Venezuela's rival factions rally as power struggle persists

Posted March 31, 2019

The United States has levied crippling sanctions against Maduro's government in efforts to push him from power, but he has hung on in large part thanks to continued loyalty by top military commanders.

There has been a considerable amount of cooperation from India on the United States efforts to restrict export of Venezuelan oil, a top American diplomat said Friday as the Trump administration tightened its noose over the authoritarian regime of the Latin American country.

The Russian Foreign Ministry on Saturday warned the United States against further interfering in Venezuela's domestic affairs and stirring up speculations about Russia conducting military operations in the South American country.

According to Guaido, Maduro is paying Russian troops in gold for their presence in the country.

Venezuela's military attache in Moscow also said Thursday that Russian troops were in the country under an agreement on military and technical cooperation and not to carry out a military operation.

The Trump administration has recognised opposition leader Juan Guaido as oil-rich country's interim leader against President Nicolas Maduro.

Also Friday, the White House warned nations, including Russian Federation, to not send military resources to Venezuela, while condemning disputed President Maduro's "continued use of foreign military personnel in his attempt to remain in power".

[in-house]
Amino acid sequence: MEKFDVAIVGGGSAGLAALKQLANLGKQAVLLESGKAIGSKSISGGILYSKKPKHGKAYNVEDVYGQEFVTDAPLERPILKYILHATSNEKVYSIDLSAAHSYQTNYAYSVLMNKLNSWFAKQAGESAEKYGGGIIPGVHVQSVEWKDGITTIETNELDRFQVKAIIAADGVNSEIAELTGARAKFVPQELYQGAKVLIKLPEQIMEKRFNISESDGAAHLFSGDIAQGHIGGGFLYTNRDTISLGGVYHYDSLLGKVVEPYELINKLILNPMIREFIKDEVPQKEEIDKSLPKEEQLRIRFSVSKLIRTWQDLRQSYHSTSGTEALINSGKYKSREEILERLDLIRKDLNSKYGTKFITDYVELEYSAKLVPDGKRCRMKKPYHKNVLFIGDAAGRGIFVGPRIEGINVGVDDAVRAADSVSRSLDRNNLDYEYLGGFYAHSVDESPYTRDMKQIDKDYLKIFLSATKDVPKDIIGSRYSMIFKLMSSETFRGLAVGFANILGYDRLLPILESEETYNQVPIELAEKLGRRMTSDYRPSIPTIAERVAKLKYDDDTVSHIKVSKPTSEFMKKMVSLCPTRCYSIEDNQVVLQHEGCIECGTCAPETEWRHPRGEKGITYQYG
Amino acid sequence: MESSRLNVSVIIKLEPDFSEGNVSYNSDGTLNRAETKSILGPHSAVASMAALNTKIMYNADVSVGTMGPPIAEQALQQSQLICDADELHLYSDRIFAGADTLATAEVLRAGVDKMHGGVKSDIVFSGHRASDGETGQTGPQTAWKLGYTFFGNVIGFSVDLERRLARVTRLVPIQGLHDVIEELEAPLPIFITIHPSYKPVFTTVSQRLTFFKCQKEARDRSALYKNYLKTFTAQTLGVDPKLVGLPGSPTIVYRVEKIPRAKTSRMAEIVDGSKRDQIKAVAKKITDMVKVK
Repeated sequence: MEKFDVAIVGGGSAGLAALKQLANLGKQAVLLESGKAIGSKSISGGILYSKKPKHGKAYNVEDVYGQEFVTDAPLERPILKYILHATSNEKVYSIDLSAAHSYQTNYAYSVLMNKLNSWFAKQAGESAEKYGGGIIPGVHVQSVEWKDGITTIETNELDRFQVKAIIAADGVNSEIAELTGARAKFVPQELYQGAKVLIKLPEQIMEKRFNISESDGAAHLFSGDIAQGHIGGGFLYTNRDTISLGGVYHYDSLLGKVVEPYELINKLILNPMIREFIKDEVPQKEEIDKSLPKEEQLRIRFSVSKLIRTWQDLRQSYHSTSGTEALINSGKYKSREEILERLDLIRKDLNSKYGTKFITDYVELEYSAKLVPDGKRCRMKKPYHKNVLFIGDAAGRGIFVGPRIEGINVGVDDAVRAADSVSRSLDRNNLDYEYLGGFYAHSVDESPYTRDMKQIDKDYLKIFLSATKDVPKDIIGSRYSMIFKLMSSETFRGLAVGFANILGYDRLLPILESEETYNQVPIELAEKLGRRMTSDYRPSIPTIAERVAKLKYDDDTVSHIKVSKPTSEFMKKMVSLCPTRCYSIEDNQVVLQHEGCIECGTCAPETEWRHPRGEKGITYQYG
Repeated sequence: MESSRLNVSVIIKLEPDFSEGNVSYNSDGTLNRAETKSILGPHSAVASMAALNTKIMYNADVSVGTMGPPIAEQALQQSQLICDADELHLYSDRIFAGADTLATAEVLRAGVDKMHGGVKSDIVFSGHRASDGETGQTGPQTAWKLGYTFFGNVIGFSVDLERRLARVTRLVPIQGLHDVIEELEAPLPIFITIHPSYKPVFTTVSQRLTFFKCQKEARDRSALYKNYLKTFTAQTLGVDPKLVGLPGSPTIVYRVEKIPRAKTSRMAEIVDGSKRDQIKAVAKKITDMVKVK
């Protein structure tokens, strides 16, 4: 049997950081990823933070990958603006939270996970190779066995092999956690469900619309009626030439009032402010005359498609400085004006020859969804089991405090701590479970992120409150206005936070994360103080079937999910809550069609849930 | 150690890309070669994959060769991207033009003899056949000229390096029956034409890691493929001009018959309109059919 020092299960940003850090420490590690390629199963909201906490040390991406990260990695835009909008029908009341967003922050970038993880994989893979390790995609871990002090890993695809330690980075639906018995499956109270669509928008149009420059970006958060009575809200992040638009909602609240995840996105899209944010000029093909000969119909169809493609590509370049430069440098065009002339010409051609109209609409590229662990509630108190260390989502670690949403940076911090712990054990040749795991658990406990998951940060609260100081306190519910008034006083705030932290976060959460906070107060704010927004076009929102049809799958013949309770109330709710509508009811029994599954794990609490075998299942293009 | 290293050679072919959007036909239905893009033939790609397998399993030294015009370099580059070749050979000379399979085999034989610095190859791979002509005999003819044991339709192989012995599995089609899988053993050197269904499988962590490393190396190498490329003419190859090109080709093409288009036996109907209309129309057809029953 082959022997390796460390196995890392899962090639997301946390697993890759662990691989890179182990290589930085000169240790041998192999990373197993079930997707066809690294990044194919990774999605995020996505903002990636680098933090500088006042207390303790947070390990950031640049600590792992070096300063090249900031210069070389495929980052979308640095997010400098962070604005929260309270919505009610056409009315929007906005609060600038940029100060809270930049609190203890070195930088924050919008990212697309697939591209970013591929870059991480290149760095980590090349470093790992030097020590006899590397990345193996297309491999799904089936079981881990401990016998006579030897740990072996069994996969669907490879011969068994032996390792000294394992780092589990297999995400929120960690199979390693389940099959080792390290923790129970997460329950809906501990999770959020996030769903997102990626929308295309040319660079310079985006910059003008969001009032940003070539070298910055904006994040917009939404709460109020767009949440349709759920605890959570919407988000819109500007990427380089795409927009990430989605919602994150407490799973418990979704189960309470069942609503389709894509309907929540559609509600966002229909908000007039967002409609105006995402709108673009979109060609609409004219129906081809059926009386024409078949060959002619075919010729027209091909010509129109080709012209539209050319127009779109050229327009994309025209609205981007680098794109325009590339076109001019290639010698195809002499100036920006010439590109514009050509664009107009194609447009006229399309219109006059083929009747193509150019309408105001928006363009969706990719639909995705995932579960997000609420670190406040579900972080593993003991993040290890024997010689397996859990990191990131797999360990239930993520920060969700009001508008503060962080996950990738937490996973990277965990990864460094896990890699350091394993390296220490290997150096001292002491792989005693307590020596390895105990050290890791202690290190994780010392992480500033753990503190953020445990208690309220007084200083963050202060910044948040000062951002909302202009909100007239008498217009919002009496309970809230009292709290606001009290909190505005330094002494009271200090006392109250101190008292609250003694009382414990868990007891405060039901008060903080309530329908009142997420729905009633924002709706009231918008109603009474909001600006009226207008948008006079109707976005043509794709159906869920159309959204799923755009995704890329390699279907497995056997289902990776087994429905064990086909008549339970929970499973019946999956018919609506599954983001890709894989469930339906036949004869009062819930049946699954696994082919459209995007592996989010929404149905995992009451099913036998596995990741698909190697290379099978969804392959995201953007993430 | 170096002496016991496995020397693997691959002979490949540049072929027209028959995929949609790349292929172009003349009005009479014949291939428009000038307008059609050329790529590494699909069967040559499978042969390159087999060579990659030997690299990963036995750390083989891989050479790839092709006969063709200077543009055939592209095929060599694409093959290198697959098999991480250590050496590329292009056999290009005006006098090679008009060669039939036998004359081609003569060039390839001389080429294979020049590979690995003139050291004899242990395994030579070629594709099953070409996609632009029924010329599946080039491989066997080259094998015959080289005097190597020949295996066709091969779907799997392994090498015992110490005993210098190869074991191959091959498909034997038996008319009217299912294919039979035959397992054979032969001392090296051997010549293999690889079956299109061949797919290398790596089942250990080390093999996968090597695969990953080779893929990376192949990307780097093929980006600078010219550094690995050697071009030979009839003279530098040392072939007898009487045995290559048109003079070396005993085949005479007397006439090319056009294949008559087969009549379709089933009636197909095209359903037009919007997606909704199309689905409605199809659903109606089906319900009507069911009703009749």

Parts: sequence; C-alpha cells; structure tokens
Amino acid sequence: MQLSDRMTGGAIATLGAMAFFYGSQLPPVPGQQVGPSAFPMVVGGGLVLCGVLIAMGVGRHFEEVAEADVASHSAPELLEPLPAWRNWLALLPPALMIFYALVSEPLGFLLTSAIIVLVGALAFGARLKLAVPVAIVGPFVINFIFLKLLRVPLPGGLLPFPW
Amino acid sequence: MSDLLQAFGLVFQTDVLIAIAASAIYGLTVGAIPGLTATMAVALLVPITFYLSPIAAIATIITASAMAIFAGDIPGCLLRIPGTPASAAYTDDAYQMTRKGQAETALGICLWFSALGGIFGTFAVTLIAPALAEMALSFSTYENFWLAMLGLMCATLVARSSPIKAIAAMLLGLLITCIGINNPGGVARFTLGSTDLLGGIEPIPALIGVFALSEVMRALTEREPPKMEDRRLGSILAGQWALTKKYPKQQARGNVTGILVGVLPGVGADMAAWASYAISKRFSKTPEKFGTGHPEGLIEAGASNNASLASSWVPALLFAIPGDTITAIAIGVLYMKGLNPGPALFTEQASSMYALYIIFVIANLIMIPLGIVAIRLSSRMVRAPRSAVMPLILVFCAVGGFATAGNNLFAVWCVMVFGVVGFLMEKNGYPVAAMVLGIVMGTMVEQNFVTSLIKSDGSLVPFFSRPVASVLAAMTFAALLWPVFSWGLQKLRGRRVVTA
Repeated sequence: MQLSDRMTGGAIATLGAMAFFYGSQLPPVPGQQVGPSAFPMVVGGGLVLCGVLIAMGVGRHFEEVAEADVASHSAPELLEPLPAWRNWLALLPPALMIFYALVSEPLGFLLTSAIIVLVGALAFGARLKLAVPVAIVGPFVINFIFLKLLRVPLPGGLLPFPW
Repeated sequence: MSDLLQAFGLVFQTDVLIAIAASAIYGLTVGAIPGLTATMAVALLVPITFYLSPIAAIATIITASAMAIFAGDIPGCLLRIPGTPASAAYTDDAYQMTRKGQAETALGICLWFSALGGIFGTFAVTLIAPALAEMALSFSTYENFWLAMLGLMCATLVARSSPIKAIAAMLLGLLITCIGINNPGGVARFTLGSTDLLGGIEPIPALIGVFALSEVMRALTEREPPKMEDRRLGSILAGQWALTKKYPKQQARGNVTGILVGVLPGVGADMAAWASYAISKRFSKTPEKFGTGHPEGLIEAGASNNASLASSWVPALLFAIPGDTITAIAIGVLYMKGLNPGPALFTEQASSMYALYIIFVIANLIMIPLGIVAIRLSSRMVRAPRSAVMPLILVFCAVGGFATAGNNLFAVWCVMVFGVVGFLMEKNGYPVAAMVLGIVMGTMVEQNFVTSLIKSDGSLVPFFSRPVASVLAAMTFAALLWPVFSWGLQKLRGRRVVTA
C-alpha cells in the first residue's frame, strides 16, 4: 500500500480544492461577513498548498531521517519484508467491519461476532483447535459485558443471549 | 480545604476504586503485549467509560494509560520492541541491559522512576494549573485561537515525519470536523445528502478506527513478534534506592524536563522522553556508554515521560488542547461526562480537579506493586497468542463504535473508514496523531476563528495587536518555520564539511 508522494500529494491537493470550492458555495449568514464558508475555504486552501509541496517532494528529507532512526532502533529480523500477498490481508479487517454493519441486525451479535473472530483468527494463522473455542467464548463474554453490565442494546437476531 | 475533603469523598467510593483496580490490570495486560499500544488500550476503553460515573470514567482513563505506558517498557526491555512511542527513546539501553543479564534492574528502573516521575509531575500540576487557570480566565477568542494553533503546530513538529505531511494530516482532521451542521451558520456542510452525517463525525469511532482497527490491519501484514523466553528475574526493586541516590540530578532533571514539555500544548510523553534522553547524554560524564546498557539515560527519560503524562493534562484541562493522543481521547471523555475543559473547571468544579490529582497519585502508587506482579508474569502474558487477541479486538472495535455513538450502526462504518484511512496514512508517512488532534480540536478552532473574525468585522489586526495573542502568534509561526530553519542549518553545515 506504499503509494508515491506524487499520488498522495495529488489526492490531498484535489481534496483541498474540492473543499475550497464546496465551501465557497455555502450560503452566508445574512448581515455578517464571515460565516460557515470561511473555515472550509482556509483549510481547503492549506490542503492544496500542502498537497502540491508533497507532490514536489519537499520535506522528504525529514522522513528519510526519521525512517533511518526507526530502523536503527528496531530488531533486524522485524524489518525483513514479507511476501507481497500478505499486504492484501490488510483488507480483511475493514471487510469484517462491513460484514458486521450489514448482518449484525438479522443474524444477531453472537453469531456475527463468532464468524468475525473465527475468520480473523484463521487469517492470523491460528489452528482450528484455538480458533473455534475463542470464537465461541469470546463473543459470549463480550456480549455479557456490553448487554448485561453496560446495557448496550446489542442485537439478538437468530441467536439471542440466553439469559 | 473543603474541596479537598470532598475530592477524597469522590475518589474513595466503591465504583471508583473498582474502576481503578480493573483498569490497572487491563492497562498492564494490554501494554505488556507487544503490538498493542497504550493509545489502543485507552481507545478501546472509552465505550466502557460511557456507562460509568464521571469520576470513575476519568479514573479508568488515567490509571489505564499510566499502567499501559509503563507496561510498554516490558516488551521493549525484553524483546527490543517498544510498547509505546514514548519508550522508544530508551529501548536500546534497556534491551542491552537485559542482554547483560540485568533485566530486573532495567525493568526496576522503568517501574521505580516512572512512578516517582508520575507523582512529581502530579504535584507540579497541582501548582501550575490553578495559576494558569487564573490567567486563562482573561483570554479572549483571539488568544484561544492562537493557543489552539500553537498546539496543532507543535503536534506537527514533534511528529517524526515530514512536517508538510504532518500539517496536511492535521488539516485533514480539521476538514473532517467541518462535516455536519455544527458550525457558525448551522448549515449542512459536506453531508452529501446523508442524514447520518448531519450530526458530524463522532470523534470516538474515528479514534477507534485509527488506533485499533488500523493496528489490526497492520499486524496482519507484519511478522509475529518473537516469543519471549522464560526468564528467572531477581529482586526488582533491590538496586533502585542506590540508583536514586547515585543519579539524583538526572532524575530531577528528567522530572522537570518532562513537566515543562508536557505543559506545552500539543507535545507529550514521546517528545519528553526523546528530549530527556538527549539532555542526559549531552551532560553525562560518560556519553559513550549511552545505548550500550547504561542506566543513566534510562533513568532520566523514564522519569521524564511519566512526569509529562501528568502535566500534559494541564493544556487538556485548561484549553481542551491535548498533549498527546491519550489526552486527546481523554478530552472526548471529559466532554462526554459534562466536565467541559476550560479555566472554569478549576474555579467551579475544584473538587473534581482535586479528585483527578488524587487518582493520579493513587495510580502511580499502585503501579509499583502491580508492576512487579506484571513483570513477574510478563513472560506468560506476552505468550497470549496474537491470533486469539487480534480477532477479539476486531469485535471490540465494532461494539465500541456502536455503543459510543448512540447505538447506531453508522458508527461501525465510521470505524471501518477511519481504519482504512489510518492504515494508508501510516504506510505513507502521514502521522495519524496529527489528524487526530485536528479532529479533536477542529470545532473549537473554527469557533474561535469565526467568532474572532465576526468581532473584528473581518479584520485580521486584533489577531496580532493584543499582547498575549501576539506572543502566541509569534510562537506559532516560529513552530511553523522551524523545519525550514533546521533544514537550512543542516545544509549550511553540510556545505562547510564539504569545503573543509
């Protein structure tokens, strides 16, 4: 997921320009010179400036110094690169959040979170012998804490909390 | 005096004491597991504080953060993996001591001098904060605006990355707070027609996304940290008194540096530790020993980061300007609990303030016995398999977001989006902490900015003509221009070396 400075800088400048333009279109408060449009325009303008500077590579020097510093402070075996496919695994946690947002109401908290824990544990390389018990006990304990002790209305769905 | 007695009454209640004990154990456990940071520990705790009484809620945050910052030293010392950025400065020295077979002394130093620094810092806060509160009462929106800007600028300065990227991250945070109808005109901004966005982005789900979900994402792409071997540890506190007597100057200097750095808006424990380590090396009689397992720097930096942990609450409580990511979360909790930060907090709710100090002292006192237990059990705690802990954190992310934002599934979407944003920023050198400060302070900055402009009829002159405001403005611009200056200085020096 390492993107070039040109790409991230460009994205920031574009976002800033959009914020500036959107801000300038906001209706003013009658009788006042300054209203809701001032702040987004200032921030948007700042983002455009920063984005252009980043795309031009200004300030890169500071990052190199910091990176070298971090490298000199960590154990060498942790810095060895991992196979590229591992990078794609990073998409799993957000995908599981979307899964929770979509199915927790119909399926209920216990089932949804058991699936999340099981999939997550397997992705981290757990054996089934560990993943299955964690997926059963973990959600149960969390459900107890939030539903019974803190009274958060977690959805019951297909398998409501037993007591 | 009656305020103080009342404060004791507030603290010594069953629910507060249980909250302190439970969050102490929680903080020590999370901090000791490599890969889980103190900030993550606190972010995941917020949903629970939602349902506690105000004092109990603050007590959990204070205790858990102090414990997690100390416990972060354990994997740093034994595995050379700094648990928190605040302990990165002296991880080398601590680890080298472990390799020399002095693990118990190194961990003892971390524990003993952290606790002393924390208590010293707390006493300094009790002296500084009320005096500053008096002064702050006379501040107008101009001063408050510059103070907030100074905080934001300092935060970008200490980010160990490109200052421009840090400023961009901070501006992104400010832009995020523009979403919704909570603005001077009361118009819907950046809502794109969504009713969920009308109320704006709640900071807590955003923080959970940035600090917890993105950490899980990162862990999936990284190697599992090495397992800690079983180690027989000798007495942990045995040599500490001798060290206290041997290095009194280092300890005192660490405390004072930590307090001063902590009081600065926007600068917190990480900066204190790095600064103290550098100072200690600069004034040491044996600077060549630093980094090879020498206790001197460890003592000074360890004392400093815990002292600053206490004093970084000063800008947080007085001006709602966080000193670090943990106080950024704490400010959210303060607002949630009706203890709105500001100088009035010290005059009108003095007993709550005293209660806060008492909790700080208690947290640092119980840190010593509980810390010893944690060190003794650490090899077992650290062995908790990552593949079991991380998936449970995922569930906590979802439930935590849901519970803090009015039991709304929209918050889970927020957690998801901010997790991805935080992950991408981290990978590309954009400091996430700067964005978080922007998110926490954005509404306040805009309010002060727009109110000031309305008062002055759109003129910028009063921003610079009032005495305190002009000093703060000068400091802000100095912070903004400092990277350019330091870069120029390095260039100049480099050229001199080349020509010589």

Maduro was sworn for his new term in January.

"One of the things they are doing seems to be - and we've thought this from the very beginning - is helping the regime with the S-300 ground-air missile system, which apparently got all screwed up by the blackout", Abrams said. Acting Defense Secretary Patrick Shanahan told the House Armed Services Committee earlier this week his office is studying the issue but framed a potential response as focused on humanitarian support to the U.S. Agency for International Development or the State Department, and perhaps based outside Venezuela. Many who have stayed behind struggle to afford supplies of food and medicine, while nationwide power outages this month have exacerbated widespread misery.

Julio Castro, of the non-profit group Doctors for Health, described the IFRC's aid announcement as an advance but said it did not guarantee success, offering a sports analogy of the sort that is common in the baseball-loving country.

He added that the opposition lied when it said it was not in dialogue with the government. "This obviously will not resolve the problems in Venezuela and nobody should assume this is a complete solution".